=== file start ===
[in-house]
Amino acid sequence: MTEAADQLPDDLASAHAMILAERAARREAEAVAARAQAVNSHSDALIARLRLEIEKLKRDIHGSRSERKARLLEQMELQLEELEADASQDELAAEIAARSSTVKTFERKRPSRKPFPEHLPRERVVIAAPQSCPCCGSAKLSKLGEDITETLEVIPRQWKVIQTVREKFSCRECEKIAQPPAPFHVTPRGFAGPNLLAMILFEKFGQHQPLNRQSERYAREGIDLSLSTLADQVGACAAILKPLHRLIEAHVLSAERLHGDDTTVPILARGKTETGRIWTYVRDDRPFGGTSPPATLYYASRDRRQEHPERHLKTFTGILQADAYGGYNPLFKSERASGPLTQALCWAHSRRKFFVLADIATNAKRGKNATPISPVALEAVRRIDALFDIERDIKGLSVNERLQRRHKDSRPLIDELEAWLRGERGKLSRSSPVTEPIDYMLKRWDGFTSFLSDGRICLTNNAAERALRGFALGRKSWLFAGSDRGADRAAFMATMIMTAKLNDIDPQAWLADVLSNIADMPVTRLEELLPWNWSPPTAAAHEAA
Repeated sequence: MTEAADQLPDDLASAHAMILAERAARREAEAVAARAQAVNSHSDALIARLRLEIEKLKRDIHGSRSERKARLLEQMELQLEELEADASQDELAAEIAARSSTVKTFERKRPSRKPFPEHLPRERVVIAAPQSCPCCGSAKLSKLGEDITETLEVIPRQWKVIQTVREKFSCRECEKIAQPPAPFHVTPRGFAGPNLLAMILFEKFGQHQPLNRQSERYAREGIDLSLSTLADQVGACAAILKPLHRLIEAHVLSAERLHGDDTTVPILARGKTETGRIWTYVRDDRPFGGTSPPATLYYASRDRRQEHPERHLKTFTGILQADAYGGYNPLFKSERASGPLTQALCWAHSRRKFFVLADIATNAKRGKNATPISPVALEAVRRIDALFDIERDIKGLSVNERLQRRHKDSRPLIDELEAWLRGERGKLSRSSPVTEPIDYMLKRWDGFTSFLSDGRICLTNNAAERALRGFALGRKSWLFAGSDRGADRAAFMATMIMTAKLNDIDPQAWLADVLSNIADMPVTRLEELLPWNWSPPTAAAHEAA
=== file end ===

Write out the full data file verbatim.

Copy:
[in-house]
Amino acid sequence: MTEAADQLPDDLASAHAMILAERAARREAEAVAARAQAVNSHSDALIARLRLEIEKLKRDIHGSRSERKARLLEQMELQLEELEADASQDELAAEIAARSSTVKTFERKRPSRKPFPEHLPRERVVIAAPQSCPCCGSAKLSKLGEDITETLEVIPRQWKVIQTVREKFSCRECEKIAQPPAPFHVTPRGFAGPNLLAMILFEKFGQHQPLNRQSERYAREGIDLSLSTLADQVGACAAILKPLHRLIEAHVLSAERLHGDDTTVPILARGKTETGRIWTYVRDDRPFGGTSPPATLYYASRDRRQEHPERHLKTFTGILQADAYGGYNPLFKSERASGPLTQALCWAHSRRKFFVLADIATNAKRGKNATPISPVALEAVRRIDALFDIERDIKGLSVNERLQRRHKDSRPLIDELEAWLRGERGKLSRSSPVTEPIDYMLKRWDGFTSFLSDGRICLTNNAAERALRGFALGRKSWLFAGSDRGADRAAFMATMIMTAKLNDIDPQAWLADVLSNIADMPVTRLEELLPWNWSPPTAAAHEAA
Repeated sequence: MTEAADQLPDDLASAHAMILAERAARREAEAVAARAQAVNSHSDALIARLRLEIEKLKRDIHGSRSERKARLLEQMELQLEELEADASQDELAAEIAARSSTVKTFERKRPSRKPFPEHLPRERVVIAAPQSCPCCGSAKLSKLGEDITETLEVIPRQWKVIQTVREKFSCRECEKIAQPPAPFHVTPRGFAGPNLLAMILFEKFGQHQPLNRQSERYAREGIDLSLSTLADQVGACAAILKPLHRLIEAHVLSAERLHGDDTTVPILARGKTETGRIWTYVRDDRPFGGTSPPATLYYASRDRRQEHPERHLKTFTGILQADAYGGYNPLFKSERASGPLTQALCWAHSRRKFFVLADIATNAKRGKNATPISPVALEAVRRIDALFDIERDIKGLSVNERLQRRHKDSRPLIDELEAWLRGERGKLSRSSPVTEPIDYMLKRWDGFTSFLSDGRICLTNNAAERALRGFALGRKSWLFAGSDRGADRAAFMATMIMTAKLNDIDPQAWLADVLSNIADMPVTRLEELLPWNWSPPTAAAHEAA